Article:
Arsenal failed to break down a stubborn side at home turf. Sounds familiar, isn't it? That has been the norm of Arsene Wenger's regime in recent years, so it shouldn't surprise anyone familiar with Wenger's philosophy.
There is no point in lambasting players after every game, one has to see the bigger picture: the manager, his transfer activities, his shockingly predictable tactics and formation, his reluctance to sell deadwoods, et al.
Mathematically, Arsenal may be within 'touching distance' of winning the Premier League title. However, on the back of recent lacklustre displays, we can safely say that Arsenal aren't good enough to win the title.
The stage is set for Wenger to reach the milestone of successfully completing six years without a trophy. That's some achievement, and he must get the credit for accomplishing this herculean task!
Wenger's exploit also paves the way for the exit of a number of Arsenal stars. Both Gael Clichy and Samir Nasri have stalled negotiations over a new contract and are waiting for the season to end to decide whether their future lies at the Emirates.
Barcelona-bound captain Cesc Fabregas has been awful this season. His desire to leave Arsenal is no secret; in all likelihood, this will be his last season. His impact on the pitch is minimal and it's apparent that he wants to leave.
He doesn't bleed Arsenal anymore and it's a mystery as to why Wenger hasn't stripped him of his captaincy. On that note, it's even a bigger mystery how Wenger still remains at the helm of Arsenal.
It's all complicated at the top and it only gets even more complicated once you get down. The demolition job needs to start from the top with the manager, but that needs bravery. Just can't see anyone brave enough to stand up to the autocratic tyrant. Maybe the NATO force need to interfere?
Talk of how Wenger amalgamated sumptuous football with Arsenal's steel in his early years, but recent weeks have not been much dissimilar to the George Graham era.
Under Graham, Arsenal at least had a sturdy defence to die for. Can Wenger at least claim to have an incisive offence capable of breaking down any team given his defence is abysmally hapless?
He neither has the offense nor the defence to lay claim to any title, which is justified by the last three Arsenal games, or for that matter, the dismal record against Manchester United over the last two seasons.
This gives a clear insight into Wenger's predictably ineffective tactics, coupled with his cataclysmic defence and blunt offence.
That's not to say Wenger has the best goalkeeper in the World to man his post. You could find the tentacles of hysteria seizing Arsenal fans when Manuel Almunia touches the ball. That's how good he is!
No point in pointing finger at this player or that player, as at the end of the day it's the manager and his choice.
Wenger, the one and only man responsible for Arsenal becoming a bit of a laughing stock with the rival clubs and fans, needs to sort all the issues out, or shut the door on his way out.
Arsenal fans are amongst the patient lot but in recent months the grumble for Wenger's head seems to have risen into a clamour for his immediate exit.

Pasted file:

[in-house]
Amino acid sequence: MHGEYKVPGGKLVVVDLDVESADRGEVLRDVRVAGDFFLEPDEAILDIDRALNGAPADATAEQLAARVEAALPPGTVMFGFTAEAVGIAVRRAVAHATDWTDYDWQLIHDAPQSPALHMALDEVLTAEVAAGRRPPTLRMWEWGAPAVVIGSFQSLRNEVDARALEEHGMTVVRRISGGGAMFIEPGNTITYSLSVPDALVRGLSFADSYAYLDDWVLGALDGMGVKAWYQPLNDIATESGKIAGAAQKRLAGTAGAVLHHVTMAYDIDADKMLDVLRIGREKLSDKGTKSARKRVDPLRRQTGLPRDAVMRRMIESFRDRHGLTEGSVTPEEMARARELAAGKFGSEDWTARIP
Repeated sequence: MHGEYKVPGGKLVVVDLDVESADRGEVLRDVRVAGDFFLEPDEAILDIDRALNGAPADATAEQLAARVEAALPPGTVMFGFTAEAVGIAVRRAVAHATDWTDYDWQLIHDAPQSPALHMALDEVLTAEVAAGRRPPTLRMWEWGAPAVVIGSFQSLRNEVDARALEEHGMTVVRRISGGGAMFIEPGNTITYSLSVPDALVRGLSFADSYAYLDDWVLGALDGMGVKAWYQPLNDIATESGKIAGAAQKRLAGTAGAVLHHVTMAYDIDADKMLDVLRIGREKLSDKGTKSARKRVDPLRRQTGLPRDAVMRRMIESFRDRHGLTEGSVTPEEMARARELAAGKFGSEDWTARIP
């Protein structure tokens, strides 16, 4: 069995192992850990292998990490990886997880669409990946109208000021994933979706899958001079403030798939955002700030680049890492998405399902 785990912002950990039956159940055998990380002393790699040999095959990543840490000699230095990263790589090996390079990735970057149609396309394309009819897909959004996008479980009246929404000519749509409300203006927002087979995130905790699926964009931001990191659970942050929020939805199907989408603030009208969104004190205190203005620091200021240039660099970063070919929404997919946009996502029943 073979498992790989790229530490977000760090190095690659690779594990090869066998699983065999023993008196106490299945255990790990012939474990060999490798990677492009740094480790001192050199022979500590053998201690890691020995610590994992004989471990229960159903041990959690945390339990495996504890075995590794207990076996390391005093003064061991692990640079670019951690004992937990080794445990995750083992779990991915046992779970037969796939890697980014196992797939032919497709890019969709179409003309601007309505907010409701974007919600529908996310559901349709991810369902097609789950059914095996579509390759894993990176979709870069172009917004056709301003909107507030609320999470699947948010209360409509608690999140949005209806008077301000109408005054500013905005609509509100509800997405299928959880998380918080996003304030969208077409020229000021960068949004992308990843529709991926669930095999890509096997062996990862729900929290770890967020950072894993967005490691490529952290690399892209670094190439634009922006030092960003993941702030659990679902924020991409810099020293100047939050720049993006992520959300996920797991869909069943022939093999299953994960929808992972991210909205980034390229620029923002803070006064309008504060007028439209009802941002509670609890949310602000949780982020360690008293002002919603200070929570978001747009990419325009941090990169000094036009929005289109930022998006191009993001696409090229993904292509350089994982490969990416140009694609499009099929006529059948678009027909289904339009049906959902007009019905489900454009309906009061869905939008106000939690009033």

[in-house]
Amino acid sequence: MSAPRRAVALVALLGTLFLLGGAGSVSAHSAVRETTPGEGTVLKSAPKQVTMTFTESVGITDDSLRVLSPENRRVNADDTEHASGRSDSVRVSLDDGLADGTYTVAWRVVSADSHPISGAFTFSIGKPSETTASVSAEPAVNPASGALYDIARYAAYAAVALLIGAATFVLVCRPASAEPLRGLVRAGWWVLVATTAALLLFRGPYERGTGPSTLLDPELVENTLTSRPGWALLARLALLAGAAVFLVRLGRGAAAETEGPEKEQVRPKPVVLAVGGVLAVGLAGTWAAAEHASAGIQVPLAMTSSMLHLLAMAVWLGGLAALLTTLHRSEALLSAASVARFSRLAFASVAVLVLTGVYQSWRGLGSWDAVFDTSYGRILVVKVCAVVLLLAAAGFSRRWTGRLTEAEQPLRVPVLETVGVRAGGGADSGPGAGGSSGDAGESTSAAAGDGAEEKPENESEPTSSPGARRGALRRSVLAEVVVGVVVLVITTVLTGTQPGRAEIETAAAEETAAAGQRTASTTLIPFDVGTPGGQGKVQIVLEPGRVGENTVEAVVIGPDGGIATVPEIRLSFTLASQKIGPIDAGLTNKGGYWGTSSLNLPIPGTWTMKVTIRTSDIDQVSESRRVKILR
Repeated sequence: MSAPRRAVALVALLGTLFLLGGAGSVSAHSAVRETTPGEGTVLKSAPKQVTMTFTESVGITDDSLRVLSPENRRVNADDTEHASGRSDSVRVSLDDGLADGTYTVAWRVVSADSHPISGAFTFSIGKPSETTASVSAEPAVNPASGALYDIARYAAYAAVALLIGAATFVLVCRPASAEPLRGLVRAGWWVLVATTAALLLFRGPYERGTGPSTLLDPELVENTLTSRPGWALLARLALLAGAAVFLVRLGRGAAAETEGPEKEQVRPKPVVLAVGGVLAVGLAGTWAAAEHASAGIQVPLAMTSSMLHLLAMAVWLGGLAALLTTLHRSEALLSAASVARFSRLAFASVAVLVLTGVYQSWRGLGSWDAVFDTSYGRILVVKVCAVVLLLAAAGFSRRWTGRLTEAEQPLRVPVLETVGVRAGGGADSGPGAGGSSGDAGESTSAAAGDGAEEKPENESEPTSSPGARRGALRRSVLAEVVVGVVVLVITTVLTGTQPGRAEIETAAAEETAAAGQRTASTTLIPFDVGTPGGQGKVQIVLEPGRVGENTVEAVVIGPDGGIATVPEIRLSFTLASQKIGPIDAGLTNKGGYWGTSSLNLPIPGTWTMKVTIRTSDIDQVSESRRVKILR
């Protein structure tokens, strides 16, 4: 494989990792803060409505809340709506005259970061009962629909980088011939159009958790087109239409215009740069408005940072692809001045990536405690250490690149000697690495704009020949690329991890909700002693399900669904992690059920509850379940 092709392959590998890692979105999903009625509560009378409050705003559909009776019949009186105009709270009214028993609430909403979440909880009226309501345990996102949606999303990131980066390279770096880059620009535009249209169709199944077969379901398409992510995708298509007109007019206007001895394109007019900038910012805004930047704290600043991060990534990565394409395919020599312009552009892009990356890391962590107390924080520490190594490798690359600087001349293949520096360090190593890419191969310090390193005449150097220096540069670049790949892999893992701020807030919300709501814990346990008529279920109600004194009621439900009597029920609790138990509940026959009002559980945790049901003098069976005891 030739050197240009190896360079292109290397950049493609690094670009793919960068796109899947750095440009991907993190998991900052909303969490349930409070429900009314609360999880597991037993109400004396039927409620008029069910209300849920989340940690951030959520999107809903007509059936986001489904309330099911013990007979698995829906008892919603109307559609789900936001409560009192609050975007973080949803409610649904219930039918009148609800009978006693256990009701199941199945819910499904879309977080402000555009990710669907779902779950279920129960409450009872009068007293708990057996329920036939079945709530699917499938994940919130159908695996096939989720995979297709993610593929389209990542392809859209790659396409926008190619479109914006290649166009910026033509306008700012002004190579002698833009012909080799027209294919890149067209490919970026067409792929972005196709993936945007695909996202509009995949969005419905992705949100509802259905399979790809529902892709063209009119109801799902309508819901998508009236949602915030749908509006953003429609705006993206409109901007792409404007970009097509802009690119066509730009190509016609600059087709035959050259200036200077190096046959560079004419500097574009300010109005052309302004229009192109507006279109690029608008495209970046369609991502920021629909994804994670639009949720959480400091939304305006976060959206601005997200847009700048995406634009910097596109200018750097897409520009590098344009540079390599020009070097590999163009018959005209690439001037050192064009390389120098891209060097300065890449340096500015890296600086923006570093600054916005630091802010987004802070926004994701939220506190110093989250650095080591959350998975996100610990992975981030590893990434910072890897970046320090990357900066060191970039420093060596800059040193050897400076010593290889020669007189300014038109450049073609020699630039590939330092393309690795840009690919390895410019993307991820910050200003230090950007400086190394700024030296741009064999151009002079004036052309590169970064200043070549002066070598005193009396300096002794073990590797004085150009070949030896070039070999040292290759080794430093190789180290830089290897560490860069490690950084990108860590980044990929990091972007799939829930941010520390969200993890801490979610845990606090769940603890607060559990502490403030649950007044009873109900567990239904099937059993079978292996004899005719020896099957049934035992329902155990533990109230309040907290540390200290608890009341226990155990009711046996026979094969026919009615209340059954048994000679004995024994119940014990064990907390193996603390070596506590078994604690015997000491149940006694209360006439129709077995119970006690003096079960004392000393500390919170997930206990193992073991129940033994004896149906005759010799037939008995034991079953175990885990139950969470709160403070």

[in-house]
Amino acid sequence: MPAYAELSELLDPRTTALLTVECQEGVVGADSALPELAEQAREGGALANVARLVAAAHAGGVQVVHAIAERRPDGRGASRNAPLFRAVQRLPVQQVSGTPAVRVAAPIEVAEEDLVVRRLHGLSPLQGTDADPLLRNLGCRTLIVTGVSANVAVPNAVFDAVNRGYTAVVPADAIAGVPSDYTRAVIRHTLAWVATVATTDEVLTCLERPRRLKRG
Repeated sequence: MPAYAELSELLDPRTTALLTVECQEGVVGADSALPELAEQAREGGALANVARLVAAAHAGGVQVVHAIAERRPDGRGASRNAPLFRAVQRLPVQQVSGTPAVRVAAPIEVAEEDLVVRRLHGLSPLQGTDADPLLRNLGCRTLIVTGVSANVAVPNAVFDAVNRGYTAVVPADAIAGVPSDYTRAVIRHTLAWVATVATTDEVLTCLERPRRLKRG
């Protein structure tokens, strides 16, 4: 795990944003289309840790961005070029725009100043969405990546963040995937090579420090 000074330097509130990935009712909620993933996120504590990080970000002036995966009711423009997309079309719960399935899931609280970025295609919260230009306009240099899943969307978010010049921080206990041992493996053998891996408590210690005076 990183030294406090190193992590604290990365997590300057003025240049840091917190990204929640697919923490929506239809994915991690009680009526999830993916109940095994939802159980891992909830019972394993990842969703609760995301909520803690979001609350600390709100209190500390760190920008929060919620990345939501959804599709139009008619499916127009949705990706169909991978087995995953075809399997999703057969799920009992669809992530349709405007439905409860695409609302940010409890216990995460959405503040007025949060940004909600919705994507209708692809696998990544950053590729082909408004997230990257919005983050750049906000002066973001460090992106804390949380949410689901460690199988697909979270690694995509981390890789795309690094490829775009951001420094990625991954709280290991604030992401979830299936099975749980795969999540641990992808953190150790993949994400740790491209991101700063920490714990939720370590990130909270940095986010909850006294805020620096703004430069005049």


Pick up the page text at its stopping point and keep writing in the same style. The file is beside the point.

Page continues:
Arsenal players were booed off the pitch yesterday, but the protest was exclusively targeted at Wenger. Going by that, it's only a matter of time before the introduction of banners with the slogan "Wenger out."
Wenger might come back strongly with a dramatic late-season onslaught, spilling the blood of Red Devils and Tottenham tots to prove all his critics wrong. It's a long shot away, though possible.
Manchester United certainly deserve the title for their resilience and fortitude. Alex Ferguson is arguably a better manager than Wenger, and he has the number of the Frenchman, as has been proven this season at the Old Trafford when the two teams met twice.
It is to be seen how Wenger defeats the legendary Scotsman when the two teams meet for the title-decider at the Emirates only if Arsenal, at least mathematically, manage to stay in the title mix come May, which looks a distant possibility now.
Before concluding, let me brush up on the small matter of the Blackburn game. Arsenal were tasked with beating the relatively poor Blackburn side at home after Manchester United thrashed West Ham United in a thrilling annihilation that saw the Red Devils come back from 2-0 down.
Arsenal could only get a draw from a game that was worthy of going down as one of Arsenal's poorest performances of the season. They were lacklustre in terms of finishing and never looked sharp enough.
One can't blame the turf, the referee, the goalkeeper. Is it the fatigue? Is it the injuries? You decide. No matter what the reason is, it's simply unacceptable.
Marouane Chamakh, the professional footballer from Morocco, found himself with the best chance to win the game for Arsenal, but his barren run continued when his weak drive was blocked off easily.
He had the simple task of lifting the ball into the back of the empty net but hasn't got the skill to lift a ball? Being a striker, his finishing ability is worthy of condemnation.
Certainly not good enough to play for a team vying for the top honours in England's top-tier. And this judgment is not on the basis of just one game. Not sure if Ferguson would play a striker just for his heading prowess.
On a final note, players should be ashamed of themselves when they collect this week's wage. Weeks of frustration and agitation await the Gunners, and if the Blackburn game is not the straw that broke the camel's back, then I don't know what is.